Oakman v. Lincare Inc. (Lawyers Weekly No. 002-111-13, 12 pp.) (J. Michelle Childs, J.) 1:13-cv-00428; D.S.C.
Holding: Plaintiffs were not required to contemporaneously file an expert affidavit with their complaint under South Carolina’s Frivolous Civil Proceedings Sanctions Act because the suit was brought against a corporate entity and not an individual professional engineer.
Motion to dismiss denied.
Plaintiffs’ decedent obtained a prescription oxygen concentrator machine from defendants. The machine caught fire at decedent’s residence while he was asleep and breathing through a cannula supplied by defendants. Decedent inhaled fire into his throat, lungs, and stomach and died as a result of the fire. His estate brought products liability, strict liability, negligence and breach of warranty claims against defendants, alleging losses from incurred medical bills, lost future earning potential and loss of consortium.
South Carolina state and federal courts have enforced the contemporaneous filing requirement of the FCPSA in cases in which the professional alleged to have been negligent was a named defendant and in cases alleging professional negligence against the employees of a licensed health care facility in which the health care facility and/or the professionals themselves were named defendants. However, the question of whether the contemporaneous filing requirement applies in actions against corporations (i.e., non-health care facilities) for the defective design of products by professional engineers employed by those corporations is one of first impression in South Carolina. Thus, the court must interpret the language of the statute and apply it to the facts of this case.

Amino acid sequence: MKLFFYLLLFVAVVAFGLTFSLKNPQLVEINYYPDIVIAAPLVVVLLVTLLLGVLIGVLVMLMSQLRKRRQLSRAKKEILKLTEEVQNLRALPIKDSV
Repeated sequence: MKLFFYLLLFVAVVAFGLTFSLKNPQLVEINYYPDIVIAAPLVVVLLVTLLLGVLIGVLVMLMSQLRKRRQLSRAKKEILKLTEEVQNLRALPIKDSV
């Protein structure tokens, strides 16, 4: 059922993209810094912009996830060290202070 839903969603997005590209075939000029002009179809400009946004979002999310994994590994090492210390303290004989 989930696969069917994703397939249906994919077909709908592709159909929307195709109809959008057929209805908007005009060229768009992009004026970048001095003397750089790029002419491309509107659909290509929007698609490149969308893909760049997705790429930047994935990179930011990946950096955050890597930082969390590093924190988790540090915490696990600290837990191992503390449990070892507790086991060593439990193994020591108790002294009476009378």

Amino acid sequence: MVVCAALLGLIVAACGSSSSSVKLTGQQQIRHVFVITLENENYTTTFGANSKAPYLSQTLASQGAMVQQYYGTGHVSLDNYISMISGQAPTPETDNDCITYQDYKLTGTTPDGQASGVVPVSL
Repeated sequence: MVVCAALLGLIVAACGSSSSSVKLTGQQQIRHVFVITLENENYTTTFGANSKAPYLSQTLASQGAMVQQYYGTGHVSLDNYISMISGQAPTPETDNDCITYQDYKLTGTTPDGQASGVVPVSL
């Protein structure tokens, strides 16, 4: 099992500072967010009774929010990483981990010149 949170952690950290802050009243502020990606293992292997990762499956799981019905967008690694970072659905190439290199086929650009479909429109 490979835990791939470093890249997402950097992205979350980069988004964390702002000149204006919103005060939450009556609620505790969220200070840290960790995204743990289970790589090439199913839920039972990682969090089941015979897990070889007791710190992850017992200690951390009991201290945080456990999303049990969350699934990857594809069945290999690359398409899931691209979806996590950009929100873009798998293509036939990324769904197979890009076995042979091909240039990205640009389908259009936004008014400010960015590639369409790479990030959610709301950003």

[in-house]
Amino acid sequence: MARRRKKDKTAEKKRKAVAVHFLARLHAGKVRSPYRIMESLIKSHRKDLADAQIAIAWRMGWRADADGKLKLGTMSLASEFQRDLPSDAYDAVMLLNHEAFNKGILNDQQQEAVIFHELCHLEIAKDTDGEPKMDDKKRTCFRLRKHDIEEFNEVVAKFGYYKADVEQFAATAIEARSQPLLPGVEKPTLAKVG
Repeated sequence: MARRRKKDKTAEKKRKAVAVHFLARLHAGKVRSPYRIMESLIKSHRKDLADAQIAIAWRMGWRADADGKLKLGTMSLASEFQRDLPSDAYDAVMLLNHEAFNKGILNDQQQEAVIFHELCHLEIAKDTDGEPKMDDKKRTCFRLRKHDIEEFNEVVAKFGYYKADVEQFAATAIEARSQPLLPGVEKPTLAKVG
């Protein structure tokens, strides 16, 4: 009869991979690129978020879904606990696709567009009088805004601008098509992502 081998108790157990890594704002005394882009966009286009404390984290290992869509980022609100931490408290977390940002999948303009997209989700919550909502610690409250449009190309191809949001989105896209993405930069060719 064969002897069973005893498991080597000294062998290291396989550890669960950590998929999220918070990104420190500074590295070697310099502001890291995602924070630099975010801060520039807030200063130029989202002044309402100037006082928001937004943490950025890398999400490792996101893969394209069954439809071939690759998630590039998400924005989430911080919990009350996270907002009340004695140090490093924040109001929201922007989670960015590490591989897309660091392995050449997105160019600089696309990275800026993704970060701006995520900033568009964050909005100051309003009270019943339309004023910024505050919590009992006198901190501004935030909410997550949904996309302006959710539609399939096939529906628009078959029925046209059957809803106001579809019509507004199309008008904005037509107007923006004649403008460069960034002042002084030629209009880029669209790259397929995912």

Statutes like the FCPSA that limit a plaintiff’s right to bring a suit are in derogation of the common law and should not be extended beyond the clear intent of the legislature. The article “a” and the singular noun “professional” in the second clause of the statute clearly and unambiguously demonstrate that the General Assembly intended to apply this filing requirement only to actions brought against individual persons—not to actions brought against the corporations or other business entities by which these individuals are employed—unless those actions are brought against licensed health care facilities. The exception for health care facilities further supports the court’s interpretation of the General Assembly’s intent. To hold otherwise, the court would not be giving effect to all words and clauses of the statute. Had the General Assembly intended for the FCPSA to apply to actions brought against any corporation or business entity, the exception would be insignificant and wholly superfluous.
No affidavit is necessary for the plaintiff’s cause of action. Motion to dismiss denied.